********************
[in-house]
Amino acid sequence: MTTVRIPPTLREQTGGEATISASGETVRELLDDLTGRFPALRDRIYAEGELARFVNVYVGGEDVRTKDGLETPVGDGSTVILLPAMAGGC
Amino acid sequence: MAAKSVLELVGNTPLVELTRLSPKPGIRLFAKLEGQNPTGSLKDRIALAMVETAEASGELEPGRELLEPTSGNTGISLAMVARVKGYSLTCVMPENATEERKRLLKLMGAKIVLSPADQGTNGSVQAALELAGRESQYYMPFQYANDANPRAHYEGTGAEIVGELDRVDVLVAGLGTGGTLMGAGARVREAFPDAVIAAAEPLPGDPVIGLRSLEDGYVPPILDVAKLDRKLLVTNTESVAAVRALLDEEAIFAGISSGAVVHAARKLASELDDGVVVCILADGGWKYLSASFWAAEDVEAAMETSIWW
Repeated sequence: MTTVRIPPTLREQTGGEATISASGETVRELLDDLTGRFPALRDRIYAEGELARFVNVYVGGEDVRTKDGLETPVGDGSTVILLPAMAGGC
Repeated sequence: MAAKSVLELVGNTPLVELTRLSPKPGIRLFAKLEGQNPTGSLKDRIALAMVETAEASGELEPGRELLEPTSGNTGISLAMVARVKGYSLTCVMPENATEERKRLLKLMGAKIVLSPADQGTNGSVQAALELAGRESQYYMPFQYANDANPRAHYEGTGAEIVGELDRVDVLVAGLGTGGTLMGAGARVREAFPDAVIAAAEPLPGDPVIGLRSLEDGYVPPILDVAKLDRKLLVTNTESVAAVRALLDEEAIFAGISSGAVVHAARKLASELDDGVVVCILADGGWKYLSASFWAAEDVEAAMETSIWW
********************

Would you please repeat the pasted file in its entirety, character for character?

[in-house]
Amino acid sequence: MTTVRIPPTLREQTGGEATISASGETVRELLDDLTGRFPALRDRIYAEGELARFVNVYVGGEDVRTKDGLETPVGDGSTVILLPAMAGGC
Amino acid sequence: MAAKSVLELVGNTPLVELTRLSPKPGIRLFAKLEGQNPTGSLKDRIALAMVETAEASGELEPGRELLEPTSGNTGISLAMVARVKGYSLTCVMPENATEERKRLLKLMGAKIVLSPADQGTNGSVQAALELAGRESQYYMPFQYANDANPRAHYEGTGAEIVGELDRVDVLVAGLGTGGTLMGAGARVREAFPDAVIAAAEPLPGDPVIGLRSLEDGYVPPILDVAKLDRKLLVTNTESVAAVRALLDEEAIFAGISSGAVVHAARKLASELDDGVVVCILADGGWKYLSASFWAAEDVEAAMETSIWW
Repeated sequence: MTTVRIPPTLREQTGGEATISASGETVRELLDDLTGRFPALRDRIYAEGELARFVNVYVGGEDVRTKDGLETPVGDGSTVILLPAMAGGC
Repeated sequence: MAAKSVLELVGNTPLVELTRLSPKPGIRLFAKLEGQNPTGSLKDRIALAMVETAEASGELEPGRELLEPTSGNTGISLAMVARVKGYSLTCVMPENATEERKRLLKLMGAKIVLSPADQGTNGSVQAALELAGRESQYYMPFQYANDANPRAHYEGTGAEIVGELDRVDVLVAGLGTGGTLMGAGARVREAFPDAVIAAAEPLPGDPVIGLRSLEDGYVPPILDVAKLDRKLLVTNTESVAAVRALLDEEAIFAGISSGAVVHAARKLASELDDGVVVCILADGGWKYLSASFWAAEDVEAAMETSIWW